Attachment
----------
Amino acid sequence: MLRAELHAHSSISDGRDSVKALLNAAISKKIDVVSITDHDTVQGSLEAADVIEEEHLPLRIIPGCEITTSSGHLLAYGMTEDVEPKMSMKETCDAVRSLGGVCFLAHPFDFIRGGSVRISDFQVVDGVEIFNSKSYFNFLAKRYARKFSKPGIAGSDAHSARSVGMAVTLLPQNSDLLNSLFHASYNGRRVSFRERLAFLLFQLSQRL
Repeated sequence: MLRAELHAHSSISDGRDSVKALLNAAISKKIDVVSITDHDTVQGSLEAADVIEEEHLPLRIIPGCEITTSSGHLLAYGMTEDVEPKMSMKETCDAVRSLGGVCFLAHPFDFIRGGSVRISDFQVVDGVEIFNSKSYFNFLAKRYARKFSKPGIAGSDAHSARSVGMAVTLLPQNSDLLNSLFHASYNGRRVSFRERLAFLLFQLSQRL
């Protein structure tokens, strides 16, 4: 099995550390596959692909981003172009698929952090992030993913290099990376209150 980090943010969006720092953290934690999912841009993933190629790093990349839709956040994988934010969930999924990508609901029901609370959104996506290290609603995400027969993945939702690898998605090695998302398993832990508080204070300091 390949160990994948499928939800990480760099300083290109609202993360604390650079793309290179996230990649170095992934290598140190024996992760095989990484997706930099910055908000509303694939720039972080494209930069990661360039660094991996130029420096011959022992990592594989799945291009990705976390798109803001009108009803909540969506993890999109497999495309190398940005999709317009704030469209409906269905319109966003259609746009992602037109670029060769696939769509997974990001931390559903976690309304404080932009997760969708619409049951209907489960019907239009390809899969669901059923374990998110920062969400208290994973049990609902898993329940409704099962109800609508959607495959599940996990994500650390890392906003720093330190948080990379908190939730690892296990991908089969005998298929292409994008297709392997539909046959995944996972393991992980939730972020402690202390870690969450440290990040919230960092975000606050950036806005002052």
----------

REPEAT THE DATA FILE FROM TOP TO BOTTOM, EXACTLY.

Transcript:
Amino acid sequence: MLRAELHAHSSISDGRDSVKALLNAAISKKIDVVSITDHDTVQGSLEAADVIEEEHLPLRIIPGCEITTSSGHLLAYGMTEDVEPKMSMKETCDAVRSLGGVCFLAHPFDFIRGGSVRISDFQVVDGVEIFNSKSYFNFLAKRYARKFSKPGIAGSDAHSARSVGMAVTLLPQNSDLLNSLFHASYNGRRVSFRERLAFLLFQLSQRL
Repeated sequence: MLRAELHAHSSISDGRDSVKALLNAAISKKIDVVSITDHDTVQGSLEAADVIEEEHLPLRIIPGCEITTSSGHLLAYGMTEDVEPKMSMKETCDAVRSLGGVCFLAHPFDFIRGGSVRISDFQVVDGVEIFNSKSYFNFLAKRYARKFSKPGIAGSDAHSARSVGMAVTLLPQNSDLLNSLFHASYNGRRVSFRERLAFLLFQLSQRL
């Protein structure tokens, strides 16, 4: 099995550390596959692909981003172009698929952090992030993913290099990376209150 980090943010969006720092953290934690999912841009993933190629790093990349839709956040994988934010969930999924990508609901029901609370959104996506290290609603995400027969993945939702690898998605090695998302398993832990508080204070300091 390949160990994948499928939800990480760099300083290109609202993360604390650079793309290179996230990649170095992934290598140190024996992760095989990484997706930099910055908000509303694939720039972080494209930069990661360039660094991996130029420096011959022992990592594989799945291009990705976390798109803001009108009803909540969506993890999109497999495309190398940005999709317009704030469209409906269905319109966003259609746009992602037109670029060769696939769509997974990001931390559903976690309304404080932009997760969708619409049951209907489960019907239009390809899969669901059923374990998110920062969400208290994973049990609902898993329940409704099962109800609508959607495959599940996990994500650390890392906003720093330190948080990379908190939730690892296990991908089969005998298929292409994008297709392997539909046959995944996972393991992980939730972020402690202390870690969450440290990040919230960092975000606050950036806005002052």